As a result, Mr.X felt pretty strongly that this combination of low-carb eating and high-intensity workouts would yield positive results for him too.
On paper, he was absolutely right, it should (or at least could) have yielded the result he sought.
What Actually Happened?
Turns out, Crossfit and the Paleo diet didn’t like Mr.X too much. They did not mix well.
Not only did the low-carb diet zap his energy levels for the first two or three weeks, he didn’t even make it to the 4th week.
While he liked the intensity of the workouts, he didn’t really dig the competitive culture as much as he thought he would.
He pushed himself so hard he puked the first workout and a few more times after that.
He found himself constantly sore from doing too much too soon with the workouts. The lack of energy and the soreness lead to unproductive weeks at work and inattentive focus on his family at home.
The reality of 4 weeks out from a goal, combined with a lack of realistic expectations — having no previous training base to work off from — left him feeling dejected and depressed. He developed a bit of a distaste for the gym.
Not only did he fail to reach his goal, but he also never went back to the gym that summer and last we spoke, looked like he put on a few extra lbs instead.
Great idea, not the most realistic plan for him, and the execution obviously didn’t adapt to those realities.
Consequently, Mr.X was unable to reach his objectives, which is an unfortunate reality. Not just for Mr.X but for a lot of people who try to swing for the fences on day 1, rather than simply getting on base.
Most People are Like Mr.X
Now I’ve run into circumstances like these quite a few times. I’d say they’re the norm. People with "good plans" who succeed despite poor execution are an anomaly.
It's usually people who get excited by their goals initially, and they fail to create realistic plans that ramp up slowly to their goals.
Timing is important. It takes the right experience, at the right time, delivered in a deliberate process, and incrementally adjusted based on feedback, to find success in weight-loss.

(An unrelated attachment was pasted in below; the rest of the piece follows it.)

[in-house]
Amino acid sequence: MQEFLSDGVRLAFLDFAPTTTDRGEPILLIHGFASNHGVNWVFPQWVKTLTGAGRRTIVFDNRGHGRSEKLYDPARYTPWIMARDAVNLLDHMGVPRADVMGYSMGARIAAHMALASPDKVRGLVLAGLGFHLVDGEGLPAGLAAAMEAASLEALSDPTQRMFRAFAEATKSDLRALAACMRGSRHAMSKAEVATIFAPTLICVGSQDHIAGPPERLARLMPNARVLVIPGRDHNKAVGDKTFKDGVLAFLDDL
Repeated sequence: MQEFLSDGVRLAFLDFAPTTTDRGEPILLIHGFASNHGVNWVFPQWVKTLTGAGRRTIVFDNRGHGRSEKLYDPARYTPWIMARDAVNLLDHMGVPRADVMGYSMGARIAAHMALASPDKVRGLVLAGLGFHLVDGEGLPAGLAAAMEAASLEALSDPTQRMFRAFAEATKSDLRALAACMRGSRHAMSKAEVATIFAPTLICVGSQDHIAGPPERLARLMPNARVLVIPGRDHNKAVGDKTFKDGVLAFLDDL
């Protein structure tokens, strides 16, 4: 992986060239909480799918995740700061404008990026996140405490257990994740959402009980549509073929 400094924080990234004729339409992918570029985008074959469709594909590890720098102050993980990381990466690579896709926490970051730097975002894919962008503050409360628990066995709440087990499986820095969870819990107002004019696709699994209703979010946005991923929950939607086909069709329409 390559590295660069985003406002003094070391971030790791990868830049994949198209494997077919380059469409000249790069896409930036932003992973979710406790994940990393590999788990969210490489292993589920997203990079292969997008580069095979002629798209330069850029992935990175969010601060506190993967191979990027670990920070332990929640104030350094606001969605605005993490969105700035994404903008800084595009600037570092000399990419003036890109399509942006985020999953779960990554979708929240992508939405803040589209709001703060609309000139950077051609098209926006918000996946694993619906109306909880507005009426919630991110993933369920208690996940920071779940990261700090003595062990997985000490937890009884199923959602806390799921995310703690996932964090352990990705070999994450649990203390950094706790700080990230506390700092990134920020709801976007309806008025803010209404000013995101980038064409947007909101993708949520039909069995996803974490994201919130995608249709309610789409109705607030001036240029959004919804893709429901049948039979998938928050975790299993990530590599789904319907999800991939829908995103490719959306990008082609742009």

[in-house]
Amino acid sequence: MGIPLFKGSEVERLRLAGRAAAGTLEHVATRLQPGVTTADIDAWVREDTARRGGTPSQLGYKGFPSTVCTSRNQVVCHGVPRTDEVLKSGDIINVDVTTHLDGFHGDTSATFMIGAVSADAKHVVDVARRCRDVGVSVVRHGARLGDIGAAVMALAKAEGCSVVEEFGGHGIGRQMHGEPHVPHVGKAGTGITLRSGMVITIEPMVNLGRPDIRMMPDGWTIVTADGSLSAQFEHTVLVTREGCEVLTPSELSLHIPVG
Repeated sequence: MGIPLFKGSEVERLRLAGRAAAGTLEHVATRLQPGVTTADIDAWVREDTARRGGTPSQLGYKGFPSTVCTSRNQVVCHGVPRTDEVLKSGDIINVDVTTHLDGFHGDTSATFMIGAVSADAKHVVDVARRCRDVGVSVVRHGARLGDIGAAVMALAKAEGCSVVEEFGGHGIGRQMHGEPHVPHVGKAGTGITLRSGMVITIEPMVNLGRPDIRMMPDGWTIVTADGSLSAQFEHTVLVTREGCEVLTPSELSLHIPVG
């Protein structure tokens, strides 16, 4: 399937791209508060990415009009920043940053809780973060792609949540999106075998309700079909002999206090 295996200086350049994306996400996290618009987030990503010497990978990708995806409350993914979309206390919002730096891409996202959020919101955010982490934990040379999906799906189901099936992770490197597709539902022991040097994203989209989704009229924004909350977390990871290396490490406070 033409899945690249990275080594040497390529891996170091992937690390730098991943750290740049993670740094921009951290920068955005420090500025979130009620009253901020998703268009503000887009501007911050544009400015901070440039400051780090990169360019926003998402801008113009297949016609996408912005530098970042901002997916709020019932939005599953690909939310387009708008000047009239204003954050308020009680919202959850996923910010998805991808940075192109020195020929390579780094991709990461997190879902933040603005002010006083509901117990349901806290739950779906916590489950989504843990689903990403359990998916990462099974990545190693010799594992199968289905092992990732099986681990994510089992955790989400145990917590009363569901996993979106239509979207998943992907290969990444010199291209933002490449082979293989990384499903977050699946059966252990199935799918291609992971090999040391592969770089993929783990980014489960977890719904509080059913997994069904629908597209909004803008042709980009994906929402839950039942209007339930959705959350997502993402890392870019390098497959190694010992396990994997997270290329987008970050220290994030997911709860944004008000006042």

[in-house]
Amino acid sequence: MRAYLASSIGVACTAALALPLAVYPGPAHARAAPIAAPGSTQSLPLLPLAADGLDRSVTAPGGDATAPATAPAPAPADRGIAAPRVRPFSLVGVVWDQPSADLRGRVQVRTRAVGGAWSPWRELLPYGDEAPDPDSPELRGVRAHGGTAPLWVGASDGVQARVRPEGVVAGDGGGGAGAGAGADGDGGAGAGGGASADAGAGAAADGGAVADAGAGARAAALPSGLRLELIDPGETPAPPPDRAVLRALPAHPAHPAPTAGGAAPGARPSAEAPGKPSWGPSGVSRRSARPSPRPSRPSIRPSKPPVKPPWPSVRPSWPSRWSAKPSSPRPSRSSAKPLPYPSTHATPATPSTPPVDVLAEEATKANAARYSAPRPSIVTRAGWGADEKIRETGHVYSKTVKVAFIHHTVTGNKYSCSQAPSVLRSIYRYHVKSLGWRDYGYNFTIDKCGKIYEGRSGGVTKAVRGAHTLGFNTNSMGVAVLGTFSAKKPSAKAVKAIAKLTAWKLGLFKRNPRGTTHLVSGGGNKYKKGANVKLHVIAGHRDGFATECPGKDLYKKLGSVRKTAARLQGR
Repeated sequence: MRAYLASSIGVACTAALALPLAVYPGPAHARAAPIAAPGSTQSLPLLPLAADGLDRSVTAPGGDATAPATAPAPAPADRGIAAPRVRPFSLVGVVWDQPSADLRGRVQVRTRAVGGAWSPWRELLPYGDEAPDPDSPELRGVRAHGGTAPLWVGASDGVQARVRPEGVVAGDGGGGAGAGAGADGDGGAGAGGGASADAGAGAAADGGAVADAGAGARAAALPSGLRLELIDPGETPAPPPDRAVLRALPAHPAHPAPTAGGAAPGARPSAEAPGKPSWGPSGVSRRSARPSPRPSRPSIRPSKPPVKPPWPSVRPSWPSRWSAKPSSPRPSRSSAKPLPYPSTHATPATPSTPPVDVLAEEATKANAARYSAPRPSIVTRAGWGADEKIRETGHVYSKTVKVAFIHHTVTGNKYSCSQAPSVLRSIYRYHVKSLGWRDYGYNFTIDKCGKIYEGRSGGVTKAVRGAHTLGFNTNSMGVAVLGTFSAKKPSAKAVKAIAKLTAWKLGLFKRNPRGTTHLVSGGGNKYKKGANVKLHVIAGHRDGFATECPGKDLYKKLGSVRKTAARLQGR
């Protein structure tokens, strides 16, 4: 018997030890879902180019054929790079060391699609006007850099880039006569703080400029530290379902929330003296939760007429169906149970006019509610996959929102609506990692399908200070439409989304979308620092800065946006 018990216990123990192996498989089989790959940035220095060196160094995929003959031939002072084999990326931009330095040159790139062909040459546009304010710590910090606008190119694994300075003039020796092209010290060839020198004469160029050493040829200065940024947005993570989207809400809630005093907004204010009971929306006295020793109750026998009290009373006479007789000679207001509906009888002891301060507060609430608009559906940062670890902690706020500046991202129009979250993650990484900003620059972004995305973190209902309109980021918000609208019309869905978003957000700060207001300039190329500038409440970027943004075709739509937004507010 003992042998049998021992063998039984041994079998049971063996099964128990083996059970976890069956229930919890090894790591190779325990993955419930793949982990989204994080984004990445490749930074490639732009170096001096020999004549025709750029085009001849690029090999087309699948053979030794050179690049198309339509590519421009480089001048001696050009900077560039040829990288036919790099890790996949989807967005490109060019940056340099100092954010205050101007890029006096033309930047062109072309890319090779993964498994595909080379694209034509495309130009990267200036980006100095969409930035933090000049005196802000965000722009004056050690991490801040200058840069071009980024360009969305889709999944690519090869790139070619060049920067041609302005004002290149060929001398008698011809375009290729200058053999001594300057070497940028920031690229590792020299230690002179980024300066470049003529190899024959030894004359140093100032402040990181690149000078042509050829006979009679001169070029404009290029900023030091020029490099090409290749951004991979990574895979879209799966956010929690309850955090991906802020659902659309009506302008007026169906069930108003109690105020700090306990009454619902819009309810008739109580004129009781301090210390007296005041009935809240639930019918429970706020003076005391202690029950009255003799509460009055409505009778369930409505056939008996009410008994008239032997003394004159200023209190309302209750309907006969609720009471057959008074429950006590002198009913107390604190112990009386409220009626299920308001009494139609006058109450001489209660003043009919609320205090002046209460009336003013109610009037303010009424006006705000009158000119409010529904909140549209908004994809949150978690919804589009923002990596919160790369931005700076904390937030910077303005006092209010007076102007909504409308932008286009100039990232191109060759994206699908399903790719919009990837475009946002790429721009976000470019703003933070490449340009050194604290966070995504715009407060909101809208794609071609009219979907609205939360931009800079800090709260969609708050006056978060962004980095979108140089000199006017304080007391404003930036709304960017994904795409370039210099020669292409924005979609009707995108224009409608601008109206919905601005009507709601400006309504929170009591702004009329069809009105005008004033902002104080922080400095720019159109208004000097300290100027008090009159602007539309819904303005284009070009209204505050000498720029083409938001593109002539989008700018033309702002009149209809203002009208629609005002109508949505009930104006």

That last bit is pretty important. Good planning can't be static, it needs to be dynamic and adjust based on the outcomes you track during the process.
Low energy? Maybe carbs shouldn't be cut so heavily? Sweet potatoes, carrots, taro, etc... typically fit within a paleo diet still.
Sore? Dial the workout intensity back, do a bit less, or a little less frequently, and ramp up the volume slowly. It can take a month just for people to prepare their bodies to handle exercise! Let alone, create a significant weight loss effect.
It’s really hard to just jump into a diet or exercise program, because there is often no real guidance. No execution adjustments. It’s typically just a set of rules, things you don’t do and maybe some things you should do.
No one shows you how to steer the boat and adjust the program on the fly. And that's a shame, because it's really @#$%ing important!
It’s like creating a business plan with 5 year projections. Those projections are a complete guess. Kinda silly if you just started your business. Forget about next 5 years, you probably don't really know what will happen to your business 5 months from now.
Recently I found the perfect tool to use in trying to explain this fact to people – I hope…
Please observe the chart below:
The success of an idea — and I’ll use ‘plan’ loosely but interchangeably here too — is dependent on column one multiplied (roughly) by column two.
Expressed as an equation, it’s Idea x Execution (or Plan x Execution).
In other words ideas and plans are multipliers only as good at your level of execution.
When we take the Mr.X example above, he had a great idea but no execution and the resultant equation was basically 5 x 0. Therefore, he didn’t lose any weight.
Zero times anything and anything times zero is still ZERO.
Let’s say we have even an average idea or plan, and we elicit great execution.
1 x 15 lbs = 15 lbs of weight lost and perhaps about a 6% change in body fat percentage.
Now even a good idea with good execution is 3 x 10 lbs = 30 lbs!
Of course these aren’t specific numbers, I’m merely using them as an example of how execution amplifies or multiplies the results of any plan. Having a good plan helps, but having a good plan you adjust on the fly well and execute well over time is a much better guarantee for success.
I hope you can take from this that you should utilize your ideas, and you should create a plan based on those ideas, but don’t forget to execute.
It’s a critical component to your journey and success. Have a good plan, but also learn how to execute it well.